I think I sat there for nearly an hour. Finally the magic of the place was working on me. Now that I knew there was fresh water available I thought that it would be a lovely camping spot if I ever made it back there with my family.
It was a huge plus not to feel any mosquitoes in that place, although other insects were plentiful.
Helm's Meadow was one of the places I considered for staying the night at. It would have been lovely, I think, but it was very early when I arrived at helm's Meadow, and even after my long restful break the sun was still high in the sky. I figured I could stay for the last night near the Courtright Reservoir.
|Swamp Onion, Allium validum near Helm's Creek|
|Lemmon's paintbrush, Castilleja lemmonii near Helm's Creek|
It was slow progress, but a very pretty one. I figured that even if it took me the entire day to cross the Helm's Meadow area, I would still be good on my plan because it would be a nice place to spend the night at.
|Trout at Helm's Creek|
|Helm's Meadow Trail|
The terrain was changing again. Once again the trail was descending although much milder than the segment north of Helm's Meadow. it would drop a bit, then level off for some good distance. And there was no more problem of losing the path.
|Helm's Meadow Trail|
|Towny Horkelia, Horkelia fusca var. parviflora|
The trail was descending again, and neared Helm's Creek once more. It wasn't close enough to see, but I could definitely hear it - the sound of cascading water. Tired from the monotonous walk through what seemed to me a monotonous forest I decided to check out the creek. I stepped off the trail and approached the sound of rushing water. Suddenly I was upon it - the most magical spot of my trip - right there at Helm's Creek, hidden from sight from the hiking trail.
I dropped my pack, and sat down, gazing at the water, imbibing my soul.
Then it was time to wash. The water was cool but not cold. The pool was too shallow to submerge and the smooth rocks were very slippery. I enjoyed a good bath then stretched myself on the rocks. I might have dosed off too for a few blessed minutes.
|Helm's Creek Crossing|
The trail followed the northwest 'arm' of the reservoir at a good elevation for nice views of the blue lake. I admit it looked very inviting and every now and then I had some thoughts of stopping and camping there, but something pulled me onward.
I was impressed by the field of huge pebble-like rocks that were strewn on the large granite slabs. It looked like a frozen moment of a march of some kind. Of course the moment wasn't frozen, but going on still at a geological time for which my passage was nothing but a nanosecond or less.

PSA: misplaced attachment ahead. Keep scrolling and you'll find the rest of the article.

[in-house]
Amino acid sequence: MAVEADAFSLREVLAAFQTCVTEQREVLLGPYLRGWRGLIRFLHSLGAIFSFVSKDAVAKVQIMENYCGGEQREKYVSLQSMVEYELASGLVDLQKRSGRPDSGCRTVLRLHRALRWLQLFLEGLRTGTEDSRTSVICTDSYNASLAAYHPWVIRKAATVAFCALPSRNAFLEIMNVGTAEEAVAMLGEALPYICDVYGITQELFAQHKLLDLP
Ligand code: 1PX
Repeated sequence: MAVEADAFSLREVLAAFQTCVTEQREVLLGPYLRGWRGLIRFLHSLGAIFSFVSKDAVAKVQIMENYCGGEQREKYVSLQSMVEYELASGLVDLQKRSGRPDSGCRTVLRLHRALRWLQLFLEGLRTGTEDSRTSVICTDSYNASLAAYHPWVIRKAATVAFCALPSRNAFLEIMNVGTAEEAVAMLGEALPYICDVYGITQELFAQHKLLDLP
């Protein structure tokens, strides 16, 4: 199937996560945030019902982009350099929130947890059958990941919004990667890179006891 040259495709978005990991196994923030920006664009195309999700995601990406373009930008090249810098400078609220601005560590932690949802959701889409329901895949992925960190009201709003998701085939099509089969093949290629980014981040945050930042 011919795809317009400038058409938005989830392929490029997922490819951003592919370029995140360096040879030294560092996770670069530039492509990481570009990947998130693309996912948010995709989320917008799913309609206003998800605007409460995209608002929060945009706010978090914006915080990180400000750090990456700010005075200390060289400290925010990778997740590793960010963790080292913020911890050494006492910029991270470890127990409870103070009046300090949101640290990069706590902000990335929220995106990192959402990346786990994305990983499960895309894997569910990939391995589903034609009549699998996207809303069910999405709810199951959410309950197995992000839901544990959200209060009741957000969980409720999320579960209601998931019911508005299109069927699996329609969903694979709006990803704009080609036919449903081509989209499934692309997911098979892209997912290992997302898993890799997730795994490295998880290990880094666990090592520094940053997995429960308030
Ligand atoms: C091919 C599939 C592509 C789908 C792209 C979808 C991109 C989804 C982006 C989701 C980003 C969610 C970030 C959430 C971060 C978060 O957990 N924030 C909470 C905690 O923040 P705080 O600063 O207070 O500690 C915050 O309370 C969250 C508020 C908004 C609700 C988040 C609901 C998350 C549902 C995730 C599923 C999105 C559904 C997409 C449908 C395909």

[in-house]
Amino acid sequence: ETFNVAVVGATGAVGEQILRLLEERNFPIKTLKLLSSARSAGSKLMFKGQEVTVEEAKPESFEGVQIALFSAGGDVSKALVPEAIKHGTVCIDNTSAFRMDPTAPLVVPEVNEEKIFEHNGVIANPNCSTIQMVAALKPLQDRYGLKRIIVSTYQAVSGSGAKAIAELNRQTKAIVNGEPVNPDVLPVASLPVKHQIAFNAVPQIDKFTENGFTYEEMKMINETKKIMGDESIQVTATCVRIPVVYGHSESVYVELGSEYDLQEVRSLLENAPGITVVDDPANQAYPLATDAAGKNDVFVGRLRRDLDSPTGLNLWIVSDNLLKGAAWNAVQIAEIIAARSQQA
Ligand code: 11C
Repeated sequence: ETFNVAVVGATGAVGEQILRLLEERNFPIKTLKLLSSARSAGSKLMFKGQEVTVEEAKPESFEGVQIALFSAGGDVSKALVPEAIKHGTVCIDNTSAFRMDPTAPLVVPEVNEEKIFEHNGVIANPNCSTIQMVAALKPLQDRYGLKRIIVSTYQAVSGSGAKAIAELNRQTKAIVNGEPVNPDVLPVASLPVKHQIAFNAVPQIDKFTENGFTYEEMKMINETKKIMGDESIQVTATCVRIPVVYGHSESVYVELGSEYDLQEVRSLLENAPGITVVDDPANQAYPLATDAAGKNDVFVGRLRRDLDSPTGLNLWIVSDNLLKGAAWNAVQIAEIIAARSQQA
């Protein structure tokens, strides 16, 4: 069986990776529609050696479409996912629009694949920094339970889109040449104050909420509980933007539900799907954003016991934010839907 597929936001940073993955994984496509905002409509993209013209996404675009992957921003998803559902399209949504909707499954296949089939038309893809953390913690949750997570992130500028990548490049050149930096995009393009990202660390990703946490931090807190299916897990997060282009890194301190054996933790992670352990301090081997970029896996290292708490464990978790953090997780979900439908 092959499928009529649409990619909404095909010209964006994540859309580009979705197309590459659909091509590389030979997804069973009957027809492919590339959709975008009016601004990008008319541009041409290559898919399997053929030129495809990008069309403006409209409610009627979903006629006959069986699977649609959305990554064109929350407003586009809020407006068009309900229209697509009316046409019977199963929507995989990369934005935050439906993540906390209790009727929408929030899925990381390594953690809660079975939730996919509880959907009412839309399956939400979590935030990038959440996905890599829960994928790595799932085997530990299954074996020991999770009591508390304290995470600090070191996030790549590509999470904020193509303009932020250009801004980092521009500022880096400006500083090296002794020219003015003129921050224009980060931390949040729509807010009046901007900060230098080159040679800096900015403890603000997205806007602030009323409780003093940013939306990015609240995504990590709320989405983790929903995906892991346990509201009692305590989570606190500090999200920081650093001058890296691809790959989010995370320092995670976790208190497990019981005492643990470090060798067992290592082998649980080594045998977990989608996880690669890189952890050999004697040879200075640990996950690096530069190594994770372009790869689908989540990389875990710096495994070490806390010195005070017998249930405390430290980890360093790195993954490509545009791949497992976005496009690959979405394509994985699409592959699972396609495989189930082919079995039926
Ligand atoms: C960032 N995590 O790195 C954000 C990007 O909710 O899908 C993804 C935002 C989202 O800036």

|On the Eternal March|
Then I heard voices. People's voices. It startled me. It was the first time that day since I left the First Dinkey Lake that I became aware of the presence of other human beings nearby. They were walking on the Cliff Lake Trail, I knew. I was still some distance from that trail, however. By the time I reached it, I didn't see any other people. i didn't hear them anymore either.
|Bigelow's Sneezeweed, Helenium bigelovii|
All chewed I started uphill. Somehow I had forgotten the grade of that trail segment. On my first day I was going downhill and the mile and a half just evaporated under my feet. Now I was struggling uphill. At the end of the day, on the tail of a long hike, carrying my heavy backpack, that final stretch was grueling. Before long nothing was left from my cleansed, uplifted feeling I carried from Helm's Creek. I was sweaty and hot, and it didn't take long before I had to pull out my mosquito repellant to protect my precious blood.
|Up and Out|
The Dinkey Lakes Wilderness is a fairly small area. The distances between lakes and other attractions are relatively short, compared to the vastness of other wilderness areas I backpacked previously. And the altitude differences aren't very challenging. Although I didn't walk fast, it felt as if I run through this trip, finishing my planned route with extras two days earlier than I had planned to. I could have checked more corners of that wilderness, but once again, it was being aloe that got me out of there sooner than I could have. And I missed my family.
I want to go back to Dinkey Lakes. It is a perfect place for a family backpacking - Next time I would bring Pappa Quail and the chikas along. And I'd schedule it for early July. And Probably begin ascending at the Helm's Meadow Trail. We shall see.
Many thanks to members of the California Native Plants Society for their help in identifying plants!